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Column: No single solution to fix tragedy of mass shootings

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As a grandpa, dad and school superintendent, the tragedy in Newtown has touched me in a profound way. The safety of the 12,000 students and 1,800 employees of the Bartholomew Consolidated School Corp. weighs heavy on my mind. Parents remind us that this is the No. 1 priority.

Complex issues call for complex solutions. It will be a combination of things that can reduce, but might never eliminate, these senseless acts. And we cannot use this as an excuse for inactivity.

Senseless. You will not be able to make sense of this act of evil.

Security: Schools cannot and should not be prisons. While we will review and improve our systems and facilities, security alone cannot be the solution.

Mental health: This may be the conversation we should be having. One in 17 people has some degree of mental illness, and only one in three is getting help. There are clear patterns of behavior that often lead to these acts. Those who take hideous actions are often in a dark hole for an extended period of time before the tragedy. We need to address the illnesses above the neck with the same passion as we do those easily identifiable.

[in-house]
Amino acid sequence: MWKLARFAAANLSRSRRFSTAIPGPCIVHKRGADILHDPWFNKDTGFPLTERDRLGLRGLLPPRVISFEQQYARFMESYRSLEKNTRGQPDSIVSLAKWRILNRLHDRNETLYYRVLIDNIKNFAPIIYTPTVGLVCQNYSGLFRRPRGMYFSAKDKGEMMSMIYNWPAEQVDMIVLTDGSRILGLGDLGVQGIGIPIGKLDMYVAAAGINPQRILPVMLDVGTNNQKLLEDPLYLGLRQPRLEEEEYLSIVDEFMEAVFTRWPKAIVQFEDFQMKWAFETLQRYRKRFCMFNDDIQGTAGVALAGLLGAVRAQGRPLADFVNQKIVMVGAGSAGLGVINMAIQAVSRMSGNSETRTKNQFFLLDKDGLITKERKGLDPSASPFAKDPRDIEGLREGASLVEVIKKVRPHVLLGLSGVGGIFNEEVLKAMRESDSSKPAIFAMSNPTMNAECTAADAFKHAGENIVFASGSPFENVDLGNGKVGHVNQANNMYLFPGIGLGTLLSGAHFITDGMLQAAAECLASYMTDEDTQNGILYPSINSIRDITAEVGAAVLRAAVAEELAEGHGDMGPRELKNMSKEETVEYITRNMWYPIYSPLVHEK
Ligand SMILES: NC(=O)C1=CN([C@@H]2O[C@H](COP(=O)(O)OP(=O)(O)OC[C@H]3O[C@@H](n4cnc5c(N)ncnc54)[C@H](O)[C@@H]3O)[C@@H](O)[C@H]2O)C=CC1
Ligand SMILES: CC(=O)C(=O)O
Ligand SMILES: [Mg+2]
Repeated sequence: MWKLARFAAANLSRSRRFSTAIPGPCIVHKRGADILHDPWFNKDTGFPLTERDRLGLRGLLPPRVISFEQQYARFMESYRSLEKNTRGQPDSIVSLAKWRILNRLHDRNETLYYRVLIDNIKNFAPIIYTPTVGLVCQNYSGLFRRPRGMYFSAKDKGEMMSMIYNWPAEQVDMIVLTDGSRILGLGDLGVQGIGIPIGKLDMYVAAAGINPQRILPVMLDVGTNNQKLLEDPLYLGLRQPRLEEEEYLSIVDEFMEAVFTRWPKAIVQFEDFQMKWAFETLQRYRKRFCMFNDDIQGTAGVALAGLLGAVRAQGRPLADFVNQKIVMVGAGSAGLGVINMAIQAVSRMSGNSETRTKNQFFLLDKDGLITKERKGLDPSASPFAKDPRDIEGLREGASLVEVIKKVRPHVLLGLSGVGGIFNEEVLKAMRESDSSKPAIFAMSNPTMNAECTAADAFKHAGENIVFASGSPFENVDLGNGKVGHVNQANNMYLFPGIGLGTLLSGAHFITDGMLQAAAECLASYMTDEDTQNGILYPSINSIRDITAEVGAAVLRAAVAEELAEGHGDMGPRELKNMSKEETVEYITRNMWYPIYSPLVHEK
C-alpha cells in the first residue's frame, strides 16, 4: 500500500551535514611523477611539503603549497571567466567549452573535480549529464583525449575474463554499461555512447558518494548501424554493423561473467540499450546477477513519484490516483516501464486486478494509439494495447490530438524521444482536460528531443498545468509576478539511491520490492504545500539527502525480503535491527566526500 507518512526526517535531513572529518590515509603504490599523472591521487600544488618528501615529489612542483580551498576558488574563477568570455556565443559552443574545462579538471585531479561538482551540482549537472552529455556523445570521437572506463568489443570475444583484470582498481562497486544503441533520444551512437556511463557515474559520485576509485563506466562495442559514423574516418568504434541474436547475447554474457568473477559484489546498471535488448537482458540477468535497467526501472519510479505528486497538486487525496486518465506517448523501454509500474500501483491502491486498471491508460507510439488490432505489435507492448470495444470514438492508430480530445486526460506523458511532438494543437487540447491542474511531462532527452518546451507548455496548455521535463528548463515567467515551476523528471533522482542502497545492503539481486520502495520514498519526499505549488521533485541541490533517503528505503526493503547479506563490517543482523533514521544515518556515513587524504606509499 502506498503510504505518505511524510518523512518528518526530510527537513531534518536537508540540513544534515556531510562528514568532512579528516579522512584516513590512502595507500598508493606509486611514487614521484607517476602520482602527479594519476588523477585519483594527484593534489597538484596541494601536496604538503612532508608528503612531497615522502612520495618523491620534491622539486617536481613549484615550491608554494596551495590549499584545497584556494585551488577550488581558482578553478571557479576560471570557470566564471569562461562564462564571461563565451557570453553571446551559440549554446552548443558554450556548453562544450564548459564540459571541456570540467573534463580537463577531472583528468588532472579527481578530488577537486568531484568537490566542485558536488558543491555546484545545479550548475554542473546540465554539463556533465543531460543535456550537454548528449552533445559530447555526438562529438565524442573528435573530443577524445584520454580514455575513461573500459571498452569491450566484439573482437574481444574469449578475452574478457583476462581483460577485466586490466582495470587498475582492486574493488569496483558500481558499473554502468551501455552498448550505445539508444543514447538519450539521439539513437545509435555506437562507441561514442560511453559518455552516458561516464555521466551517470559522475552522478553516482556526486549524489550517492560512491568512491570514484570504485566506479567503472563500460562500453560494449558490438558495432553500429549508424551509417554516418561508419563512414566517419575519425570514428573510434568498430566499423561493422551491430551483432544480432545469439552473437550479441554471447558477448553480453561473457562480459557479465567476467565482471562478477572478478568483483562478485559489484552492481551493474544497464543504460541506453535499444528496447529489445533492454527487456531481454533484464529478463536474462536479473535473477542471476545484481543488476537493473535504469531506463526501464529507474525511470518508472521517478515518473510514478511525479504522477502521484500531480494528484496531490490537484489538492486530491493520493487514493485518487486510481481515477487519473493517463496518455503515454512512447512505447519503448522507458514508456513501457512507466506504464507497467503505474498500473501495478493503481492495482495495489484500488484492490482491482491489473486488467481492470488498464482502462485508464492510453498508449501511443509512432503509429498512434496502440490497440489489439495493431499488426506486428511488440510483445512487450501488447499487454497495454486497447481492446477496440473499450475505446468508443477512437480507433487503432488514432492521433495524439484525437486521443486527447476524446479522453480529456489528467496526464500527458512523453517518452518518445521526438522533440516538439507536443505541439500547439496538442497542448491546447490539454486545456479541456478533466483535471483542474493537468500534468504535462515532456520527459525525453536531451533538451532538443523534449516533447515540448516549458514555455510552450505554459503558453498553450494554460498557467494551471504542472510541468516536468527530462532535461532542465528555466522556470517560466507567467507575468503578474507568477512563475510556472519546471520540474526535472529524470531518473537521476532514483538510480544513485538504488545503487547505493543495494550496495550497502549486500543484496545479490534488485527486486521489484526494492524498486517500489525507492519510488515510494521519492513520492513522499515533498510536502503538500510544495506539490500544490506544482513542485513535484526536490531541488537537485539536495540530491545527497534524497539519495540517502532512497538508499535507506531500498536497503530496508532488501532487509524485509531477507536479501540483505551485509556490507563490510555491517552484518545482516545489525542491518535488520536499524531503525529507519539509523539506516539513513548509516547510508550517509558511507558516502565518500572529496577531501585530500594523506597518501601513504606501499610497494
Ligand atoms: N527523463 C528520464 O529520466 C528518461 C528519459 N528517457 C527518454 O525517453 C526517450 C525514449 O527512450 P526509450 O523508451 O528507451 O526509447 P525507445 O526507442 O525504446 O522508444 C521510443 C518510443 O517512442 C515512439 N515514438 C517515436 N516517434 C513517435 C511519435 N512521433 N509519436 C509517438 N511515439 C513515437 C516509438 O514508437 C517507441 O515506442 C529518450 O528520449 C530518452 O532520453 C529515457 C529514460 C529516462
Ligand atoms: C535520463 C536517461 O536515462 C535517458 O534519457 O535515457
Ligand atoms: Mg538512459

Culture of guns and violence: Those who struggle with fantasy and reality are often surrounded by video games and movies that are labeled as if violence is the norm. Add the presence of guns, and the time bomb begins ticking. We track and license mo-peds now in Indiana, but you can go to a gun show and walk out with almost anything. We need to close this loophole.

Bright line: I support the Second Amendment, and I own hunting rifles. There were at least five guns in the Newtown home of the criminal. He chose to leave the hunting rifles at home. The assault rifle and semiautomatic handguns were taken to the classroom. Many of the innocent were shot 10 times or more. To me, there is a bright line between guns that can support the Second Amendment and the assault weapons that should only be used by the law or military.

Communicate, watch and report: We had a Central Middle School student assaulted on the way home by another young person who did not have a connection to our schools. My guess is that student(s) at CMS knew this assault was likely to happen due to social media. Students are usually comfortable confiding, as we have nurtured that culture. Had we known of the possibility, an assault could have been avoided.

I take some comfort in knowing that, by every measure (referrals, suspensions, etc.), the behavior of our students has never been better. Our survey is consistent and clear. Students feel the safest when they are at school. We want to be sure that continues.

Be there for our students in the coming weeks as we deal with the grief. Be there for your friends and neighbors. The holiday season is often toughest on those who have the least support. I hope you continue the conversation that will make our schools and community safer in the days to come.

My door is always open.

John Quick is superintendent of the Bartholomew Consolidated School Corp. He can be reached by phone at 376-4220 or by email at

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